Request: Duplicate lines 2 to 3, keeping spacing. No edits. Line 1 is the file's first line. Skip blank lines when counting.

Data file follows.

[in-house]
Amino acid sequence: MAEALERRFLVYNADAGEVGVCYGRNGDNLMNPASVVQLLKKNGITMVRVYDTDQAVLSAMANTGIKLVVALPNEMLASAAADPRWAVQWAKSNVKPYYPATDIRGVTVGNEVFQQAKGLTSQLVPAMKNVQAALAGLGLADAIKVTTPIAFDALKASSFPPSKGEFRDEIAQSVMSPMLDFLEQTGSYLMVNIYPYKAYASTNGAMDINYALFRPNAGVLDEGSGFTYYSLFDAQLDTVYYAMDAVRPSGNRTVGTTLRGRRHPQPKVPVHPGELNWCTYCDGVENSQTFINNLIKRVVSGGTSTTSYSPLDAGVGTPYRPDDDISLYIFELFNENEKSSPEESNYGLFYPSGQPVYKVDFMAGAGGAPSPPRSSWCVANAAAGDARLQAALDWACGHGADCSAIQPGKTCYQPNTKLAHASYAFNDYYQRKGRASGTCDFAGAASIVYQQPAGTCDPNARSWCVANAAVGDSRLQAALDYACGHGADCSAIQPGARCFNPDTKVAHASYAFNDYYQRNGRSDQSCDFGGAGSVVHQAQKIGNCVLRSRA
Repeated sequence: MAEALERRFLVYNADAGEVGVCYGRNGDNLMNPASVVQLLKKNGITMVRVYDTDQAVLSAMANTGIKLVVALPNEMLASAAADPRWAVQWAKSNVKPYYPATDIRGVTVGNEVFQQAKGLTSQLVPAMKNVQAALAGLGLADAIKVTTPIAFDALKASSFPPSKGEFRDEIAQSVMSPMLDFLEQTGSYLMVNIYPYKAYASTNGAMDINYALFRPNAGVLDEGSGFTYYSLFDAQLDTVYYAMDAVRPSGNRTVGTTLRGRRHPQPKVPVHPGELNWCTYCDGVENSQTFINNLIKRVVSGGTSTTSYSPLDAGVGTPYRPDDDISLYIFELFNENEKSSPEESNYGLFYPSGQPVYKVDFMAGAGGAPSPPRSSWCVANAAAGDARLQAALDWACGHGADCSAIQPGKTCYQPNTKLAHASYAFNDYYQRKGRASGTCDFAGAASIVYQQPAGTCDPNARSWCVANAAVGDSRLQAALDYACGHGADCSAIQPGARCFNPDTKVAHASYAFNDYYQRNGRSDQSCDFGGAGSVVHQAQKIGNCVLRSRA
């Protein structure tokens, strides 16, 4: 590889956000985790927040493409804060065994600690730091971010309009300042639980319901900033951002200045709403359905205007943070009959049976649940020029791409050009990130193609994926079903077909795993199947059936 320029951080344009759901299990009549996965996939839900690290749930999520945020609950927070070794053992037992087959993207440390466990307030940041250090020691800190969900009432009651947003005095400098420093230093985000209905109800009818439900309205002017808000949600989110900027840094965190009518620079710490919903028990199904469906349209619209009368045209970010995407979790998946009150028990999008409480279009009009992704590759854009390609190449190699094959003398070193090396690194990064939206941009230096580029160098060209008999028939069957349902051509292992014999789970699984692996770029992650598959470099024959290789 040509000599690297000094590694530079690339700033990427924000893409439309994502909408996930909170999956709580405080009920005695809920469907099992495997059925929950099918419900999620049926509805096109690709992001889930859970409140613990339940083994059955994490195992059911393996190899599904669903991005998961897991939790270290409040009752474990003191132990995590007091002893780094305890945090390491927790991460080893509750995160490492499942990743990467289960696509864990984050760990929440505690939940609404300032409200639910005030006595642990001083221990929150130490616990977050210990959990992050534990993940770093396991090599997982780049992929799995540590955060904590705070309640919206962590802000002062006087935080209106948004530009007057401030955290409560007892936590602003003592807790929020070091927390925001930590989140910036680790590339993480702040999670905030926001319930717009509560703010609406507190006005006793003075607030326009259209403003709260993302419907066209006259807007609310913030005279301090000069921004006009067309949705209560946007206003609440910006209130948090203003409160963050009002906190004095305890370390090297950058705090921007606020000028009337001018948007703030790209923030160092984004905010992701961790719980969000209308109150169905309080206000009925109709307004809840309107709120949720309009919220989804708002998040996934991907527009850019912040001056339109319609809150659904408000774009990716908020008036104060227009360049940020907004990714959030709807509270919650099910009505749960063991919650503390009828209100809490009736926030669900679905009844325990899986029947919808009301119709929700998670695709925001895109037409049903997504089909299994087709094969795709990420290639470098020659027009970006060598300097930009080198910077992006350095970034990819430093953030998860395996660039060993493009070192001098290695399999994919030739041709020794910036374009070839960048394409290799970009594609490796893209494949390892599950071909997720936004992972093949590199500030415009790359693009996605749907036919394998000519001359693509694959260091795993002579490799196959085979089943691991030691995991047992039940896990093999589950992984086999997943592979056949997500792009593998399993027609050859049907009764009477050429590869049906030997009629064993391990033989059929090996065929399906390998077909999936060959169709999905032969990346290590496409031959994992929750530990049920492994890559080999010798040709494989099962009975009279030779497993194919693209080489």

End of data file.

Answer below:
Amino acid sequence: MAEALERRFLVYNADAGEVGVCYGRNGDNLMNPASVVQLLKKNGITMVRVYDTDQAVLSAMANTGIKLVVALPNEMLASAAADPRWAVQWAKSNVKPYYPATDIRGVTVGNEVFQQAKGLTSQLVPAMKNVQAALAGLGLADAIKVTTPIAFDALKASSFPPSKGEFRDEIAQSVMSPMLDFLEQTGSYLMVNIYPYKAYASTNGAMDINYALFRPNAGVLDEGSGFTYYSLFDAQLDTVYYAMDAVRPSGNRTVGTTLRGRRHPQPKVPVHPGELNWCTYCDGVENSQTFINNLIKRVVSGGTSTTSYSPLDAGVGTPYRPDDDISLYIFELFNENEKSSPEESNYGLFYPSGQPVYKVDFMAGAGGAPSPPRSSWCVANAAAGDARLQAALDWACGHGADCSAIQPGKTCYQPNTKLAHASYAFNDYYQRKGRASGTCDFAGAASIVYQQPAGTCDPNARSWCVANAAVGDSRLQAALDYACGHGADCSAIQPGARCFNPDTKVAHASYAFNDYYQRNGRSDQSCDFGGAGSVVHQAQKIGNCVLRSRA
Repeated sequence: MAEALERRFLVYNADAGEVGVCYGRNGDNLMNPASVVQLLKKNGITMVRVYDTDQAVLSAMANTGIKLVVALPNEMLASAAADPRWAVQWAKSNVKPYYPATDIRGVTVGNEVFQQAKGLTSQLVPAMKNVQAALAGLGLADAIKVTTPIAFDALKASSFPPSKGEFRDEIAQSVMSPMLDFLEQTGSYLMVNIYPYKAYASTNGAMDINYALFRPNAGVLDEGSGFTYYSLFDAQLDTVYYAMDAVRPSGNRTVGTTLRGRRHPQPKVPVHPGELNWCTYCDGVENSQTFINNLIKRVVSGGTSTTSYSPLDAGVGTPYRPDDDISLYIFELFNENEKSSPEESNYGLFYPSGQPVYKVDFMAGAGGAPSPPRSSWCVANAAAGDARLQAALDWACGHGADCSAIQPGKTCYQPNTKLAHASYAFNDYYQRKGRASGTCDFAGAASIVYQQPAGTCDPNARSWCVANAAVGDSRLQAALDYACGHGADCSAIQPGARCFNPDTKVAHASYAFNDYYQRNGRSDQSCDFGGAGSVVHQAQKIGNCVLRSRA